Dock worker unions dissolved: In February, the government dissolved 13 dock workers unions at Chittagong port. As a result, dock workers under the affected unions now work directly under the berth operators. A letter signed by Chittagong Joint Labour Director Mohammad Asaduzzaman stated that any kind of trade union activity under the banner of the dissolved unions would be absolutely illegal and treated as a punishable crime.

The leaders of the dissolved unions said that the dissolution order was illegal and that they would fight against it in court.

Water transport union leaders detained: On 8 May, members of the Noujan Sramik Federation (NSF) went on strike after the union rejected a new pay scale that failed to meet their wage demands. The new pay scale was finalised in a tripartite meeting on 6 May among vessel owners, workers, and the government. However, representatives of the NSF were not at the meeting. Police arrested NSF acting President Shah Alam on 10 May along with NSF members Mohammad Taher and Monir. Police arrested Shah Alam on complaints of vandalism and causing a disturbance in front of Sadarghat launch terminal on 8 May. Complaints have also been filed against 125 striking workers. On 13 May, police arrested the NSF office assistant and the office janitor at the NSF office in Dhaka.

On 15 May, the NSF ended its strike after the government assured them of fulfilling some of their demands. Nur-e Alam Chowdhury, Chairman of the parliament standing committee on the shipping ministry, allegedly signed an agreement with the strikers. According to the agreement, all the cases filed against the strikers would be withdrawn and all detained workers' leaders released, Chowdhury said. On 17 May, thirteen NSF members, including NSF President Shah Alam, were granted bail by Metropolitan magistrate, Abdul Majid.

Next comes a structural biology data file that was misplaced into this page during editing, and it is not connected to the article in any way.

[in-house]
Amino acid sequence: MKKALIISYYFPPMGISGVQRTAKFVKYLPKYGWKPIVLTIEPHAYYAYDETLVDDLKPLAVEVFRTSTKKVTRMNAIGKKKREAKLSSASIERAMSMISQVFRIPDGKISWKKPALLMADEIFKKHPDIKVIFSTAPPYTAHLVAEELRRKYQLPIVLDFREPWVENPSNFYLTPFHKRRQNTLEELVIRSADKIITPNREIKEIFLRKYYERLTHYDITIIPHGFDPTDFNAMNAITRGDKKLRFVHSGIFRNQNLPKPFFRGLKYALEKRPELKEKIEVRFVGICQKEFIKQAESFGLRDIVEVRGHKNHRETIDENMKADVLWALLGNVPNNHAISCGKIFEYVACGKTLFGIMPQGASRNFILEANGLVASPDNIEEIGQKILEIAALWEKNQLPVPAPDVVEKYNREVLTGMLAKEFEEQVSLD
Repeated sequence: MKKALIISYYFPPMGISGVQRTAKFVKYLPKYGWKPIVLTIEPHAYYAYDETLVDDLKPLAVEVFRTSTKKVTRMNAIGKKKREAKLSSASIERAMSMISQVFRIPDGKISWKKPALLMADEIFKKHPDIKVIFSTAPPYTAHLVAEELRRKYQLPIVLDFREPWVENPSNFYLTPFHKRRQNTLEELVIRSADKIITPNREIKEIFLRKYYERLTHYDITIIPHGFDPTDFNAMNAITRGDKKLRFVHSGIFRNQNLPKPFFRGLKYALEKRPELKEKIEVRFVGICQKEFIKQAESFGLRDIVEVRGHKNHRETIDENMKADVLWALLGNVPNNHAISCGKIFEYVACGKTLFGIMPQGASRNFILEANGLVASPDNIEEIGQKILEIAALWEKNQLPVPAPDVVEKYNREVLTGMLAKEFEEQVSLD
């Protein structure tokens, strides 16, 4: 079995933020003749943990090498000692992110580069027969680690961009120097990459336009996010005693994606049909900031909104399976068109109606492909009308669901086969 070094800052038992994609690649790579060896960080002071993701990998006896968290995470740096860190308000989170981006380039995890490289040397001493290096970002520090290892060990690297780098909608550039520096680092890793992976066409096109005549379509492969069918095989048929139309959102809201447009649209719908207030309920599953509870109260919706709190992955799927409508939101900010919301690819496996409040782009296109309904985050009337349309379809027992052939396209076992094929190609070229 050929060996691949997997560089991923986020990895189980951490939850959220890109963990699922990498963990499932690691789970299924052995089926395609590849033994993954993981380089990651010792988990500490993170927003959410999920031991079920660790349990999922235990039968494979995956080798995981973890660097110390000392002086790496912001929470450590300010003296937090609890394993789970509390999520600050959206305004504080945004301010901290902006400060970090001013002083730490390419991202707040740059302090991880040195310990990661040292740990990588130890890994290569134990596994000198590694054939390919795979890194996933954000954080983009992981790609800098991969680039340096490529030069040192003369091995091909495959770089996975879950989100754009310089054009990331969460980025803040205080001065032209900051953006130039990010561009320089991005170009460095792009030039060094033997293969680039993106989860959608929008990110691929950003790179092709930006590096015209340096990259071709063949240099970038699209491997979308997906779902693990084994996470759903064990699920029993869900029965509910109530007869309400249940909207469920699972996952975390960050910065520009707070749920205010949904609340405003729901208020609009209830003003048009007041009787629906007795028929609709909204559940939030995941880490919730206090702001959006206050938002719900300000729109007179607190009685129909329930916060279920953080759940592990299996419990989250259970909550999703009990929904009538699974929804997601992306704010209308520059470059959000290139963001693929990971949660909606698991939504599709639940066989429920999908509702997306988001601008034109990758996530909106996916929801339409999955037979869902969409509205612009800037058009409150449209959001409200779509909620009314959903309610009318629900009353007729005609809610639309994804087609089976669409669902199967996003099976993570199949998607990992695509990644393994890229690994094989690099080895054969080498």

Union activists blacklisted in water transport sector: On 17 May, Launch owners in the Barisal region refused to allow more than 20 Noujan Sramik Federation (NSF) strikers to return to work. Abul Hashem, NSF Barisal Unit President, said that Launch owners refused to allow him to work after he was released from jail on 17 May. Khorshed Alam, Vice-President of the Barisal Launch Owners Association, said that those who tried to create unstable conditions in the water transport sector have been marked, listed and would not be allowed to return to work so as to avoid further trouble.

Raids and death threats for labour activists: On 30 July plainclothes police raided the house of the Bangladesher Samajtantrik Dal General Secretary Khalequzzaman and that of the Jago Bangladesh Garment Workers' Federation President, Bahrine Sultan Bahar, in Dakha. The police arrested Bahar's elderly father in his absence. Police were also looking for Garment Workers' Unity Forum President Mushrefa Mishu; General Secretary of the Bangladesh Textile Garments Workers Federation Bazlur Rashid Firoj; President of the Bangladesh Textile and Garment Workers Federation Mahbubur Rahman Ismail; Bangladesh Garment Sramik Trade Union Kendra General Secretary KM Ruhul Amin; Nasima Akher from the Garment Shramik Trade Union Center; and others, as they were accused in complaints filed with the Tejgaon police. On 31 July, Garment Sramik Oikkya Parishad President Mushrefa Mishu said that she had received several telephones threats on the night of 30 July from a person named Mizan, who claimed to be a Special Branch officer who said that she would be killed in 'crossfire'.